Three Days of the Condor (directed by Sydney Pollack) was made in 1975, right after the first oil shocks and in the aftermath of Watergate. At the time, its conspiracy theory was thought to be ridiculously far-fetched, indistinguishable from other strains of lefty paranoia. From a vantage point in 2013, it's a movie that seems unusually prescient, with its secret plans to invade the middle east and its shadowy intelligence shenanigans. That parts of the film are set in the World Trade Center underline this with a dread that the filmmakers could never have foreseen.
Three Days of the Condor is a slick paranoia thriller not much different from others of similar ilk. The early-mid 1970s was the heyday of films like The Conversation, The Parallax View, and The President's Analyst (a slight digression: we're living in a future imagined by The President's Analyst, too, in which the shadow cabinet behind everything is the phone company). The plot here, finds CIA analyst Robert Redford--codenamed "Condor"--going out for lunch only to discover that his entire office has been gunned down in his short absence. He calls it in to his controllers, only do find himself the target of assassination attempts. Clearly, the enemy is "The Company" itself. He mulls over the intelligence his office has gathered--particularly his own work--looking for clues as to what has marked him for death. Meanwhile, he falls in with a photographer who he kidnaps in order to use her car. They develop a relationship as she discovers that he's not crazy and that he's not paranoid enough. Soon enough, Condor uncovers a plot to invade the middle east on the behalf of petroleum interests, and traces the assassins back to the source...
At a very basic level, Three Days of the Condor is an excuse to put movie stars on screen. Robert Redford and Faye Dunaway were both at the peak of their respective stardoms, so pairing them in a big, prestige Hitchcockian adventure must have seemed like a license to print money. Director Sydney Pollack, too, was at the height of his career as a go-to director for turning middlebrow entertainment into highbrow product. This was the fourth of seven movies that Pollack made with Redford, and it's arguably the most commercial of them even if it wasn't the biggest hit. It's the film from their output that hews most closely to a still-viable commercial genre. Graham Greene would have called this film an "entertainment." And so it is. But like Greene's own "entertainments," this is a film that smuggles politics into its warp and woof.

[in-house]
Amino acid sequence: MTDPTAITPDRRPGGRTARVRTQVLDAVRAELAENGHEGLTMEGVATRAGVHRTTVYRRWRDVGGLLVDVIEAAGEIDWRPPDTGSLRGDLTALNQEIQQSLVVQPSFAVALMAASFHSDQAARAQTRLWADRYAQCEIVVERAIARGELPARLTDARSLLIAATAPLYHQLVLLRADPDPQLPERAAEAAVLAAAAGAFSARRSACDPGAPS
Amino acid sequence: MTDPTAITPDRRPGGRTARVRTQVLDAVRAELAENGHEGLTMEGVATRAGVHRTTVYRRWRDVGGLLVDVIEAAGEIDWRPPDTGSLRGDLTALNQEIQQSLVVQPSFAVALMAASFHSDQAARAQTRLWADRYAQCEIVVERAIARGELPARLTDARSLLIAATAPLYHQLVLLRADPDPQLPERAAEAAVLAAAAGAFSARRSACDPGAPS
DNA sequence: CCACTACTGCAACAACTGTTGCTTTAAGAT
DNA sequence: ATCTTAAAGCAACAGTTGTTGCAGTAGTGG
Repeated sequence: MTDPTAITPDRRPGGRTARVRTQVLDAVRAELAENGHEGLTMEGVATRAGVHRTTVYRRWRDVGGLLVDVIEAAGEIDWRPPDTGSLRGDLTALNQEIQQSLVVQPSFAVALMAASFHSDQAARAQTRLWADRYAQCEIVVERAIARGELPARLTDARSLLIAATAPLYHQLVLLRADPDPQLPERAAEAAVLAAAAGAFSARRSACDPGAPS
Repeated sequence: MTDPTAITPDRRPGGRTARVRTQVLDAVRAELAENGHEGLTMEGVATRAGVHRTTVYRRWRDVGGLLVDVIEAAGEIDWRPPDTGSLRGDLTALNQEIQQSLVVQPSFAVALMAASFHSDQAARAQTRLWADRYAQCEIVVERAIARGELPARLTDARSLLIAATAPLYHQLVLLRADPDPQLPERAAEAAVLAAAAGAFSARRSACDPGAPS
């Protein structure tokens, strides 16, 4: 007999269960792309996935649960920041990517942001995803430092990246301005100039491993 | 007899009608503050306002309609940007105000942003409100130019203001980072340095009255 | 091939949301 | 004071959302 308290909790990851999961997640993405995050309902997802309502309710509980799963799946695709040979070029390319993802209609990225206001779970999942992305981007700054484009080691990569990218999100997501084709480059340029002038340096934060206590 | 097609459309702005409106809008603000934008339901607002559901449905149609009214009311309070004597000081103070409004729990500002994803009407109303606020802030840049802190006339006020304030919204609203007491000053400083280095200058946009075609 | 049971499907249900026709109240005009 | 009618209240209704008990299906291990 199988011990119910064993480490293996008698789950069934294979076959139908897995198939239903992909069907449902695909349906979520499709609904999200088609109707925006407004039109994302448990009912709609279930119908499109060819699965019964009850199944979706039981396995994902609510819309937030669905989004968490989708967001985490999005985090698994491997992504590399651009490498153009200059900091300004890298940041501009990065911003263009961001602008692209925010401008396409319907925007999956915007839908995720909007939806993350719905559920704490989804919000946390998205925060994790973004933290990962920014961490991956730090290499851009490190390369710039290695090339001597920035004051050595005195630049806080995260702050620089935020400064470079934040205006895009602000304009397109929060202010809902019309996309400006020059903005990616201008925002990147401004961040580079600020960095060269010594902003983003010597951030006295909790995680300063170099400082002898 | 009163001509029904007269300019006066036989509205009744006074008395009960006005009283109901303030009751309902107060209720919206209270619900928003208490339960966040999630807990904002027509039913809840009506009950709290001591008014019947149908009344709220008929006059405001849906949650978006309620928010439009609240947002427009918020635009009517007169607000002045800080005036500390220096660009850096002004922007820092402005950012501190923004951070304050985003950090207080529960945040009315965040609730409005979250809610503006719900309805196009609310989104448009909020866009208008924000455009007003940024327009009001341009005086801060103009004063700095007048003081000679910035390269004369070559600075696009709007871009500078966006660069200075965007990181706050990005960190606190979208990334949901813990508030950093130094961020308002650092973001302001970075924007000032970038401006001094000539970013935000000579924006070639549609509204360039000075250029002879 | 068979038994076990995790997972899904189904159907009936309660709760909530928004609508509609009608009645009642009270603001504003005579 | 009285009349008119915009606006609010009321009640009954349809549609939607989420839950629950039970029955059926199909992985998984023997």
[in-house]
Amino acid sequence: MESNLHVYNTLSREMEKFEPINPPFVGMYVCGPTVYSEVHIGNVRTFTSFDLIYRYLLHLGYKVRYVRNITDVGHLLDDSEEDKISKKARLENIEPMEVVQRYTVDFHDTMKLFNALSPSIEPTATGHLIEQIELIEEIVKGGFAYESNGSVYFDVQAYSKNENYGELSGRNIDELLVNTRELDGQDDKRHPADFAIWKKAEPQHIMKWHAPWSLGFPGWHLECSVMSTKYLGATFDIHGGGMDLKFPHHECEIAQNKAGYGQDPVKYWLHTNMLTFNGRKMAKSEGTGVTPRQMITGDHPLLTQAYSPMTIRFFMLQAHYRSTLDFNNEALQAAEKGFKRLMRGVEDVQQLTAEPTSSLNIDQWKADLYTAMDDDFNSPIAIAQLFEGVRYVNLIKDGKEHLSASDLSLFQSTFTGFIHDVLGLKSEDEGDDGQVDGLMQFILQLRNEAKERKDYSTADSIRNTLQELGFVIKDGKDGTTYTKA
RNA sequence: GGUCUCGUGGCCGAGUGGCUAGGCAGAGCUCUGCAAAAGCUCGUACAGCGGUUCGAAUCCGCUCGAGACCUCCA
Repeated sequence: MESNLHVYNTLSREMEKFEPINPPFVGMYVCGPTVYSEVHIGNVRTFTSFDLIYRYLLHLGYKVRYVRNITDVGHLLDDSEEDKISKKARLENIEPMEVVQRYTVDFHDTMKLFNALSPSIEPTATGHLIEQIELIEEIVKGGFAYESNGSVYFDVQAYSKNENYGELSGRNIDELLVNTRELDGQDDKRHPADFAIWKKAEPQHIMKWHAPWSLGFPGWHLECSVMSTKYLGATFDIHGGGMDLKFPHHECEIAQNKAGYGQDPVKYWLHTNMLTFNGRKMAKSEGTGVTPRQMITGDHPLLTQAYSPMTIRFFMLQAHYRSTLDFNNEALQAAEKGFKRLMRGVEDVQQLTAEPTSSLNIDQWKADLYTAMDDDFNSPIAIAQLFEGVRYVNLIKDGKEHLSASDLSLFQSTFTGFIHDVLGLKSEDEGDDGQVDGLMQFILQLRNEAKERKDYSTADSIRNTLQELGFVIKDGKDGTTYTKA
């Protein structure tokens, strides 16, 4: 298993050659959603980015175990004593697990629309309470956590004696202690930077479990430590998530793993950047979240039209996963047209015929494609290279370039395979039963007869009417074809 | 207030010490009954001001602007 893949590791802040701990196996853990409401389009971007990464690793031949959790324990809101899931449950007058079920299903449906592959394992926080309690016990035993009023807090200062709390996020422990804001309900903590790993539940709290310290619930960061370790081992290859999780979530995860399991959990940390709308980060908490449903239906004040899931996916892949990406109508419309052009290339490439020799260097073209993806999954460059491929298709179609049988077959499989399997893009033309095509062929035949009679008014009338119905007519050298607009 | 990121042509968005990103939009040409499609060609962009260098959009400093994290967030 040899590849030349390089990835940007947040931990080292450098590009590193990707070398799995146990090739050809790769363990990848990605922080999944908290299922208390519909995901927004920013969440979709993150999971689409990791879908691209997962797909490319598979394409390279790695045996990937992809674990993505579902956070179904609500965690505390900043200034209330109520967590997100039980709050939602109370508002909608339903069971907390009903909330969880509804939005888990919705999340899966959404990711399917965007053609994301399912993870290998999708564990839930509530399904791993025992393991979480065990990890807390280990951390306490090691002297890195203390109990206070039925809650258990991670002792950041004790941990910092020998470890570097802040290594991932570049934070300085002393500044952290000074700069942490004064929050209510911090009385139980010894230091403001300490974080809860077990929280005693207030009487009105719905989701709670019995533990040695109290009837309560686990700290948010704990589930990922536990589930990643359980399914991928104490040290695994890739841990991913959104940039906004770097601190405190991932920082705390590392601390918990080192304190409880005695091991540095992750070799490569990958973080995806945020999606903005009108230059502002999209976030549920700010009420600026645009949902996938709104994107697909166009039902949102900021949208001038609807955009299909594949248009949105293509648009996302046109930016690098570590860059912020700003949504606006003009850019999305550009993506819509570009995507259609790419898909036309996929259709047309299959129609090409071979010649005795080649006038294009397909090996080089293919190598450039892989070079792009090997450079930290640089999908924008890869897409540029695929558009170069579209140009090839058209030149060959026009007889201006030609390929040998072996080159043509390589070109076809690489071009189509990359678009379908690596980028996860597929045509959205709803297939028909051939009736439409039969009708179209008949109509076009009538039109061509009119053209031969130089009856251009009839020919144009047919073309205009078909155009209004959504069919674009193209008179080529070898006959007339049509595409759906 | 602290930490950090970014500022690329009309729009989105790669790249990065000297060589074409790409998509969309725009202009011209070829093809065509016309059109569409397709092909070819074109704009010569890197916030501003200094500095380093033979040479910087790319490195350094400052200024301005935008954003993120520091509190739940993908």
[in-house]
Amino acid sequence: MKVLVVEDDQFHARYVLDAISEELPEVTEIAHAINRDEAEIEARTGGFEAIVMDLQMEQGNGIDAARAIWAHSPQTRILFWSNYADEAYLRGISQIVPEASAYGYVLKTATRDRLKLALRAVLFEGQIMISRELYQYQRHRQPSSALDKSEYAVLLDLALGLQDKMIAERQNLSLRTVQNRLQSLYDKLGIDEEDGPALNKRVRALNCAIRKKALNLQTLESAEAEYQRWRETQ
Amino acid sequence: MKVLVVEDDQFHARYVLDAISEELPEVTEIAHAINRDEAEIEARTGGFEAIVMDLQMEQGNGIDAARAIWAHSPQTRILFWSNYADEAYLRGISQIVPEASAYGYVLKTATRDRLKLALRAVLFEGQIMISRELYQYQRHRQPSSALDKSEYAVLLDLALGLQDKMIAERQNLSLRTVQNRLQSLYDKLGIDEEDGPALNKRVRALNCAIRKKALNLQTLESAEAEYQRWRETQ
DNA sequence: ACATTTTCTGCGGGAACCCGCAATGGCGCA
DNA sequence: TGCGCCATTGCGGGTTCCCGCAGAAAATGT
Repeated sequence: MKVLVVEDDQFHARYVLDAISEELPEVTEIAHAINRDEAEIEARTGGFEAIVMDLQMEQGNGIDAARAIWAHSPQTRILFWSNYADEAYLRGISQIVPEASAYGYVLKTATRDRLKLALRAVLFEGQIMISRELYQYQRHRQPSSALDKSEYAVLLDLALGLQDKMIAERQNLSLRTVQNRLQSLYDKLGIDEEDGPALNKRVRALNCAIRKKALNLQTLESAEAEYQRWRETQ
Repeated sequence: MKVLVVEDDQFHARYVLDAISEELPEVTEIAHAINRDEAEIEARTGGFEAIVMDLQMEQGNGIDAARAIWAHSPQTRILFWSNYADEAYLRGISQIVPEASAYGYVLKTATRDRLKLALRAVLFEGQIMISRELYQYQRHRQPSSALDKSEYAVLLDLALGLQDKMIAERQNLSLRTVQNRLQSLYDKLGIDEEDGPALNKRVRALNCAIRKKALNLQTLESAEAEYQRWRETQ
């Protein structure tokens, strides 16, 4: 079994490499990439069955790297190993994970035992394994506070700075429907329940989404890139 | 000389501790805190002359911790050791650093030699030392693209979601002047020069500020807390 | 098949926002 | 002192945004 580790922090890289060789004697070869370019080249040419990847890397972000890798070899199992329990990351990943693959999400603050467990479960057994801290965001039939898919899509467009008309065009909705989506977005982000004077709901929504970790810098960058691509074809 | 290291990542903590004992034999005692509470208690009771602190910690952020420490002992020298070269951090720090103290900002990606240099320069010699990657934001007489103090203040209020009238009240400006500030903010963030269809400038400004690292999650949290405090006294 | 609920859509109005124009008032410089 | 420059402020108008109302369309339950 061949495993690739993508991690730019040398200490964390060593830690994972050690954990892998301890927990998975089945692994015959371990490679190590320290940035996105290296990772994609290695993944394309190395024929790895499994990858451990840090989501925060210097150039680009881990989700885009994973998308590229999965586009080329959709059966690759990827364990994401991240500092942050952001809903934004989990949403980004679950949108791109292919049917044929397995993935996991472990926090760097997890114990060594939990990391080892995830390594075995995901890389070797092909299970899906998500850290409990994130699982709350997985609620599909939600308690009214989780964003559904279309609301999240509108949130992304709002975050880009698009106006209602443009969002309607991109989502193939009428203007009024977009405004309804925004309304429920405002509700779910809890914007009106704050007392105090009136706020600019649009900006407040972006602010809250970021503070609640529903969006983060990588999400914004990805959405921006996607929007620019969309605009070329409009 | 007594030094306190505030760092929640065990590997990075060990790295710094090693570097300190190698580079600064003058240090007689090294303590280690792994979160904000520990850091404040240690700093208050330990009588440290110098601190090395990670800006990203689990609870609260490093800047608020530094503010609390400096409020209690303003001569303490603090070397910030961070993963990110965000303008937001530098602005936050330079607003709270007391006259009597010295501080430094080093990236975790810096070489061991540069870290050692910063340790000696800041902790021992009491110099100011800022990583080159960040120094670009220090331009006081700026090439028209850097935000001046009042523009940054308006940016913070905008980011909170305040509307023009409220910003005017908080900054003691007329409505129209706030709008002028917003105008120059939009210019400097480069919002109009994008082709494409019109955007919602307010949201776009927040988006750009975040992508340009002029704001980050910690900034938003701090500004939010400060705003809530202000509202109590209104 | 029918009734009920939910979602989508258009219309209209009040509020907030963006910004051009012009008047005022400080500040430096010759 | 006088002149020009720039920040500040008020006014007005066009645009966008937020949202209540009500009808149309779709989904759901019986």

Redford has long been an icon of the Hollywood left and his career as both a movie star and an indie film impresario reflect a commitment to progressivism. Lately, that impulse has led him into didacticism. He was better at this during the more liberally minded 1970s, when he remembered to throw in some red meat for the groundlings. In this case, you have a film that echoes the zeitgeist. Nixon was well-known for maintaining "enemies" lists and for siccing the FBI on his opposition. The CIA was beginning to have a reputation for imperialist meddling after toppling the government of Chile (having toppled the government of Iran two decades earlier). Oil was becoming THE resource triggering international politics. All of this is folded into the plot of Three Days of The Condor. The idea that there were elements of the shadow government that were determined to invade the Middle East in order to secure a hegemony over the oil there was thought preposterous at the time, but in retrospect seems entirely reasonable. Inevitable, even.
I wish this was a better movie, though, which is something I've thought while watching some of this film's inheritors, too (particularly Syriana). Pollack was never as good as his success at the box office and at awards ceremonies would suggest--some of the prestige and lustre from his movie stars clung to him undeserved. Three Days of the Condor is particularly flat-footed. Has there ever been a more cinematically indifferent assassination attempt than the one in this film where Condor's superior tries to lure him to his death? I suspect not. The film's nadir is the sex scene between Redford and Faye Dunaway, which is so coy and so respectable that it seems almost anachronistic. I mean, Jesus Fictional Christ! It was the 1970s! You had license to do whatever you wanted and THAT was all you could come up with? In Pollack's defense, Redford and Dunaway have zero on-screen chemistry, but that's no excuse. This is a scene that could have been made for television. But then, the movie as a whole lacks an instinct for the jugular.
This is a film where it's political shrewdness isn't matched by the art of the film's making. It's a maddening film, because you can see the outlines of a much better film in there somewhere.
I know, I know. It's October and I should be writing about horror movies. Give me time to watch some. Meanwhile, I have some backlog to clear out. The October Challenge will kick off later tonight. Promise.